Author: Ron Graham
Does John 10:28 Allow Sin?
—Eternal life and sinful life
Jesus said that he gives eternal life to his sheep and they shall never perish, nor will anyone snatch them from his hand (John 10:28). Is this promise a guarantee of eternal life regardless of conduct?
¶“27My sheep hear my voice; I know them, and they follow me. 28I give them eternal life, and they will never perish. No one will snatch them from my hand. 29My Father gave me my sheep. He is greater than all, and no one is able to snatch my sheep from the Father’s hand. 30I and the Father are one.” (John 10:27-30).
In view of that promise, some people have reasoned that it makes no difference if we sin. They appear to see this verse as guaranteeing eternal life without any conditions of conduct.
Even mere common sense should make one suspicious of people who claim to be saved by God yet believe it's okay to offend God. People who love God will surely keep his commandments. "This is God’s love, that we keep his commandments which are not burdensome." So people "must not grieve the Spirit of God" by failing to keep those commandments (1John 5:3, Ephesians 4:30).
Now let me bring proof to the question by examining three propositions:
1 No Promise of God is a Licence to Sin
"Do not let sin reign in your mortal bodies... [or use them as] instruments of unrighteousness" (Romans 6:12-13). "Shall we sin because we are not under law but under grace? Certainly not!" (Romans 6:15-16).
"Those who belong to Christ have crucified the flesh with its passions and lusts, If we live in the Spirit, let us also walk by the Spirit" (Galatians 5:24-25).
"Christ, who suffered for us, left us an example, and so you should follow his steps. He committed no sin..." (1Peter 2:21-22). "You used to be in darkness, but now you are light in the Lord. So walk as children of light" (Ephesians 5:8).
The verse before the promise in John 10:28 says, "My sheep hear my voice and follow me" (John 10:27). Does Jesus call us to walk in paths of sin? Of course not! David says, "He leads me in the paths of righteousness" (Psalm 23:3).
John says, "The one who says, 'I have come to know Jesus', yet does not keep his commandments, is a liar. The truth is not in that person" (1John 2:4).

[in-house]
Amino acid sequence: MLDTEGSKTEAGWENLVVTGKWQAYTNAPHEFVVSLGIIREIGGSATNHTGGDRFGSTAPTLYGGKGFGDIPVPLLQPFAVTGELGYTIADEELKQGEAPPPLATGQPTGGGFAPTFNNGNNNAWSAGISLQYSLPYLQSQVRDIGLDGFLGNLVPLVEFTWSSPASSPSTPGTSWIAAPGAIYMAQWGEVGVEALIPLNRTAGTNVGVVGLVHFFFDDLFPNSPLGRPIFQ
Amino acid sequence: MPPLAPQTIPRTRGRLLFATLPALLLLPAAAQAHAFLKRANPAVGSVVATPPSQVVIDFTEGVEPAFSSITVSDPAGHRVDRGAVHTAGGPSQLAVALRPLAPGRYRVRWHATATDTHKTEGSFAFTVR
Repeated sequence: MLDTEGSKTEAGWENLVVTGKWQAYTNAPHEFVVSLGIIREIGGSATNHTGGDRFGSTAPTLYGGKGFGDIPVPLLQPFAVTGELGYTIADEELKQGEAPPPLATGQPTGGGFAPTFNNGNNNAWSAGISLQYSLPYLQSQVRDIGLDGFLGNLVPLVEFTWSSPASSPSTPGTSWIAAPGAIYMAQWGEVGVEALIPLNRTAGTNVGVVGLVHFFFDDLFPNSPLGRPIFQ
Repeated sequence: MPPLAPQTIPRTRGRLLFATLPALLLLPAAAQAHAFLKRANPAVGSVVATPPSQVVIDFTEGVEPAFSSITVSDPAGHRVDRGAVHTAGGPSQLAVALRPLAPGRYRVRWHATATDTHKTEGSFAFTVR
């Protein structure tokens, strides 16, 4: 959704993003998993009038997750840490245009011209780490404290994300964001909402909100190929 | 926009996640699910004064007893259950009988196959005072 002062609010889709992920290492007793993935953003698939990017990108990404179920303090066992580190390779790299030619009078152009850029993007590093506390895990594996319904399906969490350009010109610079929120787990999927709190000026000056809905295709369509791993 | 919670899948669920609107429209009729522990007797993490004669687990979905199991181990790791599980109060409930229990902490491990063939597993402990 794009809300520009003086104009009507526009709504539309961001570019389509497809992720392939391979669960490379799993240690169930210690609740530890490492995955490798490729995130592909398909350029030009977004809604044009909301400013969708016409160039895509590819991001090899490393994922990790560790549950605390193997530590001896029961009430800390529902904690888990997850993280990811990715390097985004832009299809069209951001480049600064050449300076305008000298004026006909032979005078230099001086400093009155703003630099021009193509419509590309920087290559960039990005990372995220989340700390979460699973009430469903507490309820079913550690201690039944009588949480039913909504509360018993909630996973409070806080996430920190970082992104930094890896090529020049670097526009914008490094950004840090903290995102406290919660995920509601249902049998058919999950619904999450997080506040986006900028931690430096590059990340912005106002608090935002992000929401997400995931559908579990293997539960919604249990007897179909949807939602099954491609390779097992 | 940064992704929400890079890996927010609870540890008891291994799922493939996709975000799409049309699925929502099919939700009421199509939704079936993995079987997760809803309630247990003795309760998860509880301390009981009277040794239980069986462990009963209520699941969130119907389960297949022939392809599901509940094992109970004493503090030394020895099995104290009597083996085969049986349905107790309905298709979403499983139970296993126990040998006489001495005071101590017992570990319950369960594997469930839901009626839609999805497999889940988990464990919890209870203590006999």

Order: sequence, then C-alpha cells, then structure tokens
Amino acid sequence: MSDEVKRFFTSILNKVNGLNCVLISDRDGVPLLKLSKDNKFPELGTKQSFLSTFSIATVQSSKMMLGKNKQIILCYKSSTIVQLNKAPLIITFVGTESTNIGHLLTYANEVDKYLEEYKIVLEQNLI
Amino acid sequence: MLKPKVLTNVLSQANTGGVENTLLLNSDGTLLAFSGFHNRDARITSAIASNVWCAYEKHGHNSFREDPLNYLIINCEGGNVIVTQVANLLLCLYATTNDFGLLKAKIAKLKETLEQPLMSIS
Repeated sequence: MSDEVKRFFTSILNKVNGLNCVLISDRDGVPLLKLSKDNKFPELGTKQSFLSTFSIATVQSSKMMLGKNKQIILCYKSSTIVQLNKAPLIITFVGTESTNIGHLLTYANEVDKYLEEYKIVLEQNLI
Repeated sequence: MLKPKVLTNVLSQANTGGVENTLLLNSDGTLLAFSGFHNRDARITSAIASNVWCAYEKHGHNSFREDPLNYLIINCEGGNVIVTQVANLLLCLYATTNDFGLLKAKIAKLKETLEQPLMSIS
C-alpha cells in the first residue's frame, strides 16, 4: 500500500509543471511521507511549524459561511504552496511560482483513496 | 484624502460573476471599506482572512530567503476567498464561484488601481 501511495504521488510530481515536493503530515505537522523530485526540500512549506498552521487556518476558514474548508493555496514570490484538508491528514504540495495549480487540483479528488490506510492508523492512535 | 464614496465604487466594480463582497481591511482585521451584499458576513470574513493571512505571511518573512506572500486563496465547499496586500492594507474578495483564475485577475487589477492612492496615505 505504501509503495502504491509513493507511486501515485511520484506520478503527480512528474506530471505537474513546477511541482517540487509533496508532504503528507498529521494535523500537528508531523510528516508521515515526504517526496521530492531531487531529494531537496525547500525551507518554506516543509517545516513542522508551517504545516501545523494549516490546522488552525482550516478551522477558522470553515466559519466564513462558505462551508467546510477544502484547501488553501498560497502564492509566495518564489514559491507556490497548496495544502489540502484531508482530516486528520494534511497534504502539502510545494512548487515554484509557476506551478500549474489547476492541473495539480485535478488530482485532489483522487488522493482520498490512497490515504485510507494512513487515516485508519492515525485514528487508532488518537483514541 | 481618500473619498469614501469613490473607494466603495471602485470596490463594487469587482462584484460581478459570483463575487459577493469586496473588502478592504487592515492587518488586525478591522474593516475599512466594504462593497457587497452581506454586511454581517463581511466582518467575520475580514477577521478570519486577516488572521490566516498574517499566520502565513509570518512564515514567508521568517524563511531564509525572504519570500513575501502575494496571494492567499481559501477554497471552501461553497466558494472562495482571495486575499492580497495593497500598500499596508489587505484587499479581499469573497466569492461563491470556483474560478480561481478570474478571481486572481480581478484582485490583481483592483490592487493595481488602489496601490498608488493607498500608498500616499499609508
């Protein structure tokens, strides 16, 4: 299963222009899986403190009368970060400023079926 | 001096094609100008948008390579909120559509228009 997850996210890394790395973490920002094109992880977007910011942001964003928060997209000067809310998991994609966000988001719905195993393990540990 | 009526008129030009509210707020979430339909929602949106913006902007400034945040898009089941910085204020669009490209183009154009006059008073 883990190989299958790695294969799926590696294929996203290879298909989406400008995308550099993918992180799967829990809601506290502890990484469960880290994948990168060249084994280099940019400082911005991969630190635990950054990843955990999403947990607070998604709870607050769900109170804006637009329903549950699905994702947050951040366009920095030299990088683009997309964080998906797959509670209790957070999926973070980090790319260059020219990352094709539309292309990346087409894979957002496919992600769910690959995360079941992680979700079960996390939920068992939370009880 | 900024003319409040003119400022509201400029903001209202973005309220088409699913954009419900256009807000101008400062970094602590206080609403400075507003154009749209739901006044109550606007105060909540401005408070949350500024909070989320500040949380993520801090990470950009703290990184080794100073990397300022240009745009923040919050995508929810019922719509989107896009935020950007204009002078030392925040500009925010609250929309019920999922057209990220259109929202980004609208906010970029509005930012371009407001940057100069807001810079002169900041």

2 No Promise of God Removes Freewill
The promise does not say, ‘My sheep cannot leave my hand’. Instead, it says, "No one shall snatch them from my hand" (John 10:28). It's one thing to stop an abduction. It's another thing to stop a departure. If we want to remain with Christ, his hand will hold us against any foe who tries to snatch us from him. But if we want to depart from him, his hand will not force us to stay.
The usual reply to this is a quote from John 6 as follows: "This is my Father’s will, that he sent me, and I should lose nothing of all he has given me, but raise it up at the last day." (John 6:39-40).
This is often read as though God is going to enforce his will regardless of the will of others. That is true of Satan’s will. He wants everyone to perish, but God frustrates Satan’s will.
Yet what about your will? Is Jesus saying that God snatches your freewill out of your hands? No. John 10:28 and John 6:39 assure us that God’s will is sovereign. If your will is to do God’s will, then your security is absolute. But if your will is to do Satan’s will, your security is declared forfeit.
"If we sin willfully after we have received the knowledge of the truth, there remains no more sacrifice for sins, but an expectation of certain judgment and fiery indignation which shall devour the enemies" (Hebrews 10:26-27).
God works in us "to will and to work for his good pleasure" (Philippians 2:12-13). However God does not do this perforce. Your will and work must be genuinely yours, not imposed on you by God without your consent. If you wish to sin, then sin you will —and suffer the consequences.
3 No Promise1 of God is Unconditional
The promises1 of God are qualified with an “IF”. This doesn't mean they are “iffy” or unreliable. We can be totally sure that all God’s promises will be fulfilled.
However God’s promises don't say that God will act regardless of what you think and do. Rather, God will do what he promises if you do what he commands. That is the nature of God’s promises. They are conditional. If you don't do what God commands, you will be denied what he promised.
1Note:— Conditional Promises. I am referring here to promises regarding salvation. There may be some promises in the Bible that are unconditional, such as the rainbow promise (Genesis 9:12-17). That promise will hold true no matter what man thinks or does. However, regarding salvation, God always says that he will do what he promises IF we do what he commands. On the other hand, God promises punishment, if we don't do what he commands.
As Paul says, "...You are saved if you hold fast the word I preached to you —unless of course you believed in vain (1Corinthians 15:1-2). Faith can save, or faith can be in vain. If you believe and obey then you do not believe in vain. If you believe but will not obey, you have broken the nexus between promise and command, and so your faith is vain.
As Peter says, "... If you do these things you will never stumble and in this way an entrance will be granted you abundantly into the everlasting kingdom of our Lord and Saviour Christ Jesus" (2Peter 1:5-11).
We have seen that the promise in John 10:28 does not cancel its conditions stated elsewhere in scripture. Nor does it cancel freewill. The promise is not a licence to sin. The promise holds true for those who hear and obey the Shepherd’s voice.